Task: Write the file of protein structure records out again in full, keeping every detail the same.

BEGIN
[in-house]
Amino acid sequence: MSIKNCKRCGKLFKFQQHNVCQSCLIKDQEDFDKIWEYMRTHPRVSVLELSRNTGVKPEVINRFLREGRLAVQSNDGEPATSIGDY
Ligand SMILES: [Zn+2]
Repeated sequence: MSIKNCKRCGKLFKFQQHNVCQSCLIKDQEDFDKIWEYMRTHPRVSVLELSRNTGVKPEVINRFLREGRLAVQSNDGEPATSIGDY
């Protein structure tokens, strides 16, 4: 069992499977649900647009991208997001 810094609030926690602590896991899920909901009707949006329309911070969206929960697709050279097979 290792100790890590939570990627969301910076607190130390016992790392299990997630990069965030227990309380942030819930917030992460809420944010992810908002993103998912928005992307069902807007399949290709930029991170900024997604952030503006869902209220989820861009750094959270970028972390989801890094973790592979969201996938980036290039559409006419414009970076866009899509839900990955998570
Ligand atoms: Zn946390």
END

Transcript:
[in-house]
Amino acid sequence: MSIKNCKRCGKLFKFQQHNVCQSCLIKDQEDFDKIWEYMRTHPRVSVLELSRNTGVKPEVINRFLREGRLAVQSNDGEPATSIGDY
Ligand SMILES: [Zn+2]
Repeated sequence: MSIKNCKRCGKLFKFQQHNVCQSCLIKDQEDFDKIWEYMRTHPRVSVLELSRNTGVKPEVINRFLREGRLAVQSNDGEPATSIGDY
């Protein structure tokens, strides 16, 4: 069992499977649900647009991208997001 810094609030926690602590896991899920909901009707949006329309911070969206929960697709050279097979 290792100790890590939570990627969301910076607190130390016992790392299990997630990069965030227990309380942030819930917030992460809420944010992810908002993103998912928005992307069902807007399949290709930029991170900024997604952030503006869902209220989820861009750094959270970028972390989801890094973790592979969201996938980036290039559409006419414009970076866009899509839900990955998570
Ligand atoms: Zn946390």